Meet The Crypto Kid
By Craig Manning | Feb. 8, 2018
Nick Bosio is only 18 years old, but he’s already made nearly $10,000 investing in cryptocurrencies -- in less than three months.
A senior at St. Francis High School, Bosio has been keeping up with a hobby that many of his friends don’t share -- investing.
The son of an international trade manager, Bosio first got into the stock market two years ago when his dad gave him $200 to invest. He started playing around with penny stocks, but the returns were minimal. Still, Bosio was hooked and began setting goals for his burgeoning portfolio.
“In my sophomore year, I said I wanted to have at least $5,000 by the time I graduated, in the stock market or whatever,” Bosio says. “And I had this vision, because all these other kids, they have all these ‘real jobs’ and they make all this money. But I said, ‘Well, we live in a society that has so much technology around us, so why don’t I just use that and let my money work for me?’”
At Labor Day last year, Bosio felt his time dwindling while his goal remained on the distant horizon. When a cousin at a family reunion told him that Bitcoin, the cryptocurrency, was going to hit $10,000 by the end of the year, Bosio was skeptical -- but interested.
“At that point, Bitcoin was at maybe $2,500,” Bosio says. “So I thought he was crazy.”
Crazy or not, Bosio dove in. Throughout September, he juggled school and varsity soccer with deep-dive research into cryptocurrencies. After watching hours upon hours of YouTube videos, he zeroed in on his investment: a coin called Ripple XRP. In October, with Ripple trading at $0.19 per coin, Bosio bought more than 7,500 of them. The grand total of his investment? $1,450.
Over the next few months, Bosio followed the crypto market obsessively. He watched as Bitcoin gained incredible velocity, eventually nearly doubling his cousin’s estimate with a $19,783 peak on December 17. Luckily, a rising tide lifts all boats, and Ripple went along for the ride.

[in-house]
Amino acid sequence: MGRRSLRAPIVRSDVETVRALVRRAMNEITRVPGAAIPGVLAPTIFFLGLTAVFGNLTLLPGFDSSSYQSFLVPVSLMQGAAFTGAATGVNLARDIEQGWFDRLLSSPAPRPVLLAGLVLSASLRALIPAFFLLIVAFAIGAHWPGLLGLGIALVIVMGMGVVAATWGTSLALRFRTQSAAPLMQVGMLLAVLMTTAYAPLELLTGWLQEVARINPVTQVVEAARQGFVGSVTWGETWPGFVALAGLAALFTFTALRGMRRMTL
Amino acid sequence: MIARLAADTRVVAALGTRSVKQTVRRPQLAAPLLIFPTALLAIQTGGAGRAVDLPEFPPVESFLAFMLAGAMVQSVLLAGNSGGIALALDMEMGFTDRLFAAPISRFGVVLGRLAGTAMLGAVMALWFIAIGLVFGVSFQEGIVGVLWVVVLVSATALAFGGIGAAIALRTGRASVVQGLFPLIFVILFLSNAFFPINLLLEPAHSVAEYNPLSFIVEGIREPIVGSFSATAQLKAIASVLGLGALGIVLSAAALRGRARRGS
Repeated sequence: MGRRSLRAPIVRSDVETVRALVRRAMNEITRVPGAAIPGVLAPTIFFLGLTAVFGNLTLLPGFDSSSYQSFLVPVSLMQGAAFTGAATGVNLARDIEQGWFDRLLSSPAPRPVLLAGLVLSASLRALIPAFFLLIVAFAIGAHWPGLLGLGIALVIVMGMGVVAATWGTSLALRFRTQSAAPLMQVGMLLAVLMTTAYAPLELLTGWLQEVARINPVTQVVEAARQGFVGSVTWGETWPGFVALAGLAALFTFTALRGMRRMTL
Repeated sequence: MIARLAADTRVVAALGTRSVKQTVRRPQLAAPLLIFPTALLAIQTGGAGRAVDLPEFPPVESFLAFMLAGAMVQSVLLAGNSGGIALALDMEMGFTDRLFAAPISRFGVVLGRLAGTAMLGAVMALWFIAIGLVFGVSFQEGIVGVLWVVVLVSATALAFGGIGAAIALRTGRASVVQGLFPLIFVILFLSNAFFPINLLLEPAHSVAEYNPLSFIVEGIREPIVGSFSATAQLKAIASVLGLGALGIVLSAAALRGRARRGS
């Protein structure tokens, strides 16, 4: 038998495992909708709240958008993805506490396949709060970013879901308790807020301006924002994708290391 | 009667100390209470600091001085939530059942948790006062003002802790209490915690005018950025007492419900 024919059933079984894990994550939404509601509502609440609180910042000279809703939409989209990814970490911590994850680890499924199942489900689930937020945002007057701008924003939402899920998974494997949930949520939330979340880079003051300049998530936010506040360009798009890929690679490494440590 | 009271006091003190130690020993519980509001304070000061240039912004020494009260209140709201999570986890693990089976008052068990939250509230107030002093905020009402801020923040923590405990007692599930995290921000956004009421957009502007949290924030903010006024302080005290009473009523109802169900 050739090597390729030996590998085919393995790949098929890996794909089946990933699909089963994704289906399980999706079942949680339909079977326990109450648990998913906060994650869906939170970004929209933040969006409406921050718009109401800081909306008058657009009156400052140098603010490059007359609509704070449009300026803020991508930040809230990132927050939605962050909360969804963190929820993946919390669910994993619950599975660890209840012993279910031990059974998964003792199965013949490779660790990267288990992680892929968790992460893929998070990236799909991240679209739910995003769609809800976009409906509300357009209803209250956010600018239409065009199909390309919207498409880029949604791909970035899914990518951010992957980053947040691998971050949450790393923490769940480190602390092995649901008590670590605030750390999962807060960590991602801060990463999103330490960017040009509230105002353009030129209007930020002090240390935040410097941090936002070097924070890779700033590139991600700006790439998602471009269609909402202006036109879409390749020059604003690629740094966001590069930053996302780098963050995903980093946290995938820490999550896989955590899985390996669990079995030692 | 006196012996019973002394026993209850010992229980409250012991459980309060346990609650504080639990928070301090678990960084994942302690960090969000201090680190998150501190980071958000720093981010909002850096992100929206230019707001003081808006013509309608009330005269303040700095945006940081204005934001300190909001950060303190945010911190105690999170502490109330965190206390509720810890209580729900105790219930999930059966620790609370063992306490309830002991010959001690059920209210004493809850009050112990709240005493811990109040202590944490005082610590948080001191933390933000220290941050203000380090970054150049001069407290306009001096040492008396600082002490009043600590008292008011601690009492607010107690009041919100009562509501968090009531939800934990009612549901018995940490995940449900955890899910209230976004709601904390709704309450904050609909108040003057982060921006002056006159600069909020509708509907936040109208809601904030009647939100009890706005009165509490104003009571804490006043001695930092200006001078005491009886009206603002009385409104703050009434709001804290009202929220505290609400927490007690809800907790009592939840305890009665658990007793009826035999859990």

At one point in December, Bosio says Ripple was trading at $3.58 a coin. If he had cashed out then, he would have walked away with $25,000—a 1,724 percent increase from his initial investment.
Instead, he waited.
That decision proved costly. When South Korea announced plans to ban cryptocurrency in early January, the prices of Bitcoin and other cryptocurrencies plummeted. By the time Bosio cashed out, his investment was worth $11,000.
Bosio shook off the disappointment (“That’s the hardest part about investments: you ‘shoulda woulda coulda,’” he says) and took his 758 percent return. Now, he’s turned around and put all $11,000 of his Ripple earnings into Litecoin, a cryptocurrency he describes as the “silver” to Bitcon’s “gold.” For the second time since Labor Day, he’s taking a gamble and hoping for the best.
He’s also looking toward the future—one that he says won’t involve a four-year university education. Instead, Bosio is heading to NMC after graduation. He says that he’s also been approached by some representatives from Wells Fargo about potentially coming to work for them; he thinks he might make a good financial advisor a few years down the road.
Bosio doesn’t plan to stop playing the Bitcoin game, though. While he recognizes that cryptocurrencies aren’t for everyone given their unpredictability and clear instability, he also relishes the chaos and lore of the crypto world. In particular, he’s a fan of cryptocurrency conspiracy theories, such as a popular one that Tesla billionaire Elon Musk is in fact the creator of Bitcoin (to this day, no one knows for sure who created the currency).
Whether crypto makes Bosio a fortune or not, though, he’s glad that he took the plunge with Ripple last October.
“Who knows where crypto will be by next year, or where my portfolio will be,” he says. “It could fold. I don’t know. I’m open to it folding. I don’t care. I think it’s been a tremendous ride, and a very good educational experience.”